The AI startup behind ChatGPT, OpenAI, has disrupted at least five online influence operations (IO) over the last three months as cybersecurity continues to face a skills gap. 

In a blog post published yesterday (30 May), OpenAI stated that it had successfully disrupted online IOs from Russia, China, Iran and Israel. 

In many of the disrupted IOs, OpenAI stated that its ChatGPT tool had been used to generate online comments, long form articles and headlines that were used to spread misinformation and fuel online argument. 

The IOs had primarily been fuelled by geopolitical tensions, including the Russian invasion of Ukraine and politics in the US and EU. 

The disrupted Chinese IO, dubbed Spamouflage, had used OpenAI’s models to monitor and track social media activity across the Korean, English, Chinese and Japanese language. It tracked activity on sites such as X, Medium and Blogspot.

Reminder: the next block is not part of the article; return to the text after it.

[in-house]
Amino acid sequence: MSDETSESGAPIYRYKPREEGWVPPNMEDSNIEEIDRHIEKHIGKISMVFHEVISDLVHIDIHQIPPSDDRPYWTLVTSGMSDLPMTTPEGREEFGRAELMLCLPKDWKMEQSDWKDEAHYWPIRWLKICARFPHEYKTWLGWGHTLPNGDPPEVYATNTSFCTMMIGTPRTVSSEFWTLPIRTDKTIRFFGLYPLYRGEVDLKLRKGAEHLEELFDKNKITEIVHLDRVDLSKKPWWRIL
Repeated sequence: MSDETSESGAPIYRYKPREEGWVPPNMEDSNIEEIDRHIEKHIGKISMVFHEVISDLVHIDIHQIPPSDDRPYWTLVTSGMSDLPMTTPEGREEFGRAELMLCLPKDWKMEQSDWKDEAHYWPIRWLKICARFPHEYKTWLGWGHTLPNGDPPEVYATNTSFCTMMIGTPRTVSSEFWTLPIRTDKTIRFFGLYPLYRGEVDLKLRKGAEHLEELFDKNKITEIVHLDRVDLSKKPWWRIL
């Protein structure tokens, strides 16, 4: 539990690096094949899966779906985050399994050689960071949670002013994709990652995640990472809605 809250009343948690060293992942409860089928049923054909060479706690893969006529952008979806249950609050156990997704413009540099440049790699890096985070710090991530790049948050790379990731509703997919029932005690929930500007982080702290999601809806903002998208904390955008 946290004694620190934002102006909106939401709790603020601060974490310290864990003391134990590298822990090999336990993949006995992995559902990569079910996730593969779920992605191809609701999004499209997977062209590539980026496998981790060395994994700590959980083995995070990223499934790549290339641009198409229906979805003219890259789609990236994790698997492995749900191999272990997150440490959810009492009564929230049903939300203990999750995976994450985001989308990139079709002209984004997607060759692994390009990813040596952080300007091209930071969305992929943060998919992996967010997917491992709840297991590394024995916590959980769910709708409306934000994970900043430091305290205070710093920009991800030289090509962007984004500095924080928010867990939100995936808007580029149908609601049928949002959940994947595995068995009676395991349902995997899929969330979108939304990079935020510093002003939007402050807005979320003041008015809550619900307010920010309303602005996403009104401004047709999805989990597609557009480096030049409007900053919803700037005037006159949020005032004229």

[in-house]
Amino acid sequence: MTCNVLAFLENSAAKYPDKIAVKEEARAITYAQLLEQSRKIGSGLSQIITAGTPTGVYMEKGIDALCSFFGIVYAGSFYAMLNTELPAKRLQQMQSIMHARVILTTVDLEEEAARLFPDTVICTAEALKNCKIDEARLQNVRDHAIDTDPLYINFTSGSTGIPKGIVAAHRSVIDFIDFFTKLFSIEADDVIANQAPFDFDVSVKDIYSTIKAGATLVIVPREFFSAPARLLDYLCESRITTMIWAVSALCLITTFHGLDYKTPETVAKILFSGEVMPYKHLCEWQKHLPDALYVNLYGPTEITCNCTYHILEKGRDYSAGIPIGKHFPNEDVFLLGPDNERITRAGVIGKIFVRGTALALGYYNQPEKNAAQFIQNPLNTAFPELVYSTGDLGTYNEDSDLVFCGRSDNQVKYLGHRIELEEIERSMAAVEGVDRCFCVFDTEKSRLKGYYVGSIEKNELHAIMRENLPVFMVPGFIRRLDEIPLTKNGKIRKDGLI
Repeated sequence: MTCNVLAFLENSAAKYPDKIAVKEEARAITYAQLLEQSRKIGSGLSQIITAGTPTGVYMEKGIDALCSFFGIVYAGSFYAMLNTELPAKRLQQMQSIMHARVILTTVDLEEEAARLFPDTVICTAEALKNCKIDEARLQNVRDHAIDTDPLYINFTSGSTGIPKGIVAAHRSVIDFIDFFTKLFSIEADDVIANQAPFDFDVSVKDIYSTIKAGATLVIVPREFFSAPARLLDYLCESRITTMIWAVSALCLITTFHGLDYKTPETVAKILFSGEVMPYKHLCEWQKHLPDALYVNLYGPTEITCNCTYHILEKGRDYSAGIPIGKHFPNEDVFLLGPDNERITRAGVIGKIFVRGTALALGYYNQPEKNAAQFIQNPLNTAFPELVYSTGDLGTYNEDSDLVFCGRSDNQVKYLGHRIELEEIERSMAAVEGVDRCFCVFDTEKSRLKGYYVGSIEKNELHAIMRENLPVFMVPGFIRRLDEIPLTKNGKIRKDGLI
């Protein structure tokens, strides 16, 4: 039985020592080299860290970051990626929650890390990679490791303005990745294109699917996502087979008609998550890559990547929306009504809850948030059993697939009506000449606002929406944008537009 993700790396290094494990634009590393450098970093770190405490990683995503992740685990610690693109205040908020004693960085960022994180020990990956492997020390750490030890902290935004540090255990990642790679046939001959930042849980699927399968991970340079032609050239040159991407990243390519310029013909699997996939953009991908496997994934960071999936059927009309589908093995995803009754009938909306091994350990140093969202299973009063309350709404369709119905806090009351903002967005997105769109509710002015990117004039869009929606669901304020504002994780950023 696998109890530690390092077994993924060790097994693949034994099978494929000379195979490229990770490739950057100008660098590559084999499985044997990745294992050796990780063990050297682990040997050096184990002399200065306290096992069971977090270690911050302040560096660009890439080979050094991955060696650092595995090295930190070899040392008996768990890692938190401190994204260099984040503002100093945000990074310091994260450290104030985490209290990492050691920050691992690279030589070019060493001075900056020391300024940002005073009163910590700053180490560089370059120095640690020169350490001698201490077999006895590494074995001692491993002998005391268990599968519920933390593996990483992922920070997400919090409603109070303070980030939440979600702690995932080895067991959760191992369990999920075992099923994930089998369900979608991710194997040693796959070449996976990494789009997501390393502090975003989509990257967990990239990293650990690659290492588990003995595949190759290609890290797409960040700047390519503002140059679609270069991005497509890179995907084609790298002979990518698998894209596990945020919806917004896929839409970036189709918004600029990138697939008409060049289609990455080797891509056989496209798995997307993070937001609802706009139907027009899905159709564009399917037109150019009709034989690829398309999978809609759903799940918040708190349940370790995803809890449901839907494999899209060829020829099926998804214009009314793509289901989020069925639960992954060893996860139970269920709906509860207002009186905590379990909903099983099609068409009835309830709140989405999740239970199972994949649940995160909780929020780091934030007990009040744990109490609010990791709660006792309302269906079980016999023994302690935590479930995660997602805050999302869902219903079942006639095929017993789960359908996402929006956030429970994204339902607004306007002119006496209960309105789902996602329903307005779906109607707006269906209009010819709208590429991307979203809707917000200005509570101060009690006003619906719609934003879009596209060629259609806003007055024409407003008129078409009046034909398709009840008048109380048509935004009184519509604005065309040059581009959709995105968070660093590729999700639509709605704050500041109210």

OpenAI stated that it had shared information about disrupted IOs with other industry insiders in an attempt to benefit the wider security research community. 

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In its 2024 thematic intelligence report into cybersecurity, research and analysis company GlobalData found that cybersecurity job vacancies had continued to rise into 2023 and 2024. 

Source: GlobalData

Demand for cybersecurity professionals has risen dramatically over the last two years, with job vacancies regularly over 100,000 a month since July 2021. 

In 2023, the global cybersecurity workforce reached 5.5 million workers worldwide, but demand continued to outpace available staff. 

Looking ahead, GlobalData forecasts that the rise of GenAI will continue to widen this gap. 

By 2027, GlobalData estimates the total cybersecurity market will be worth over $290bn, achieving a CAGR of 13% from 2022. 

Software is estimated to account for 44% of the total cybersecurity market by 2027, while services are expected to contribute around 37% of cybersecurity’s global revenues.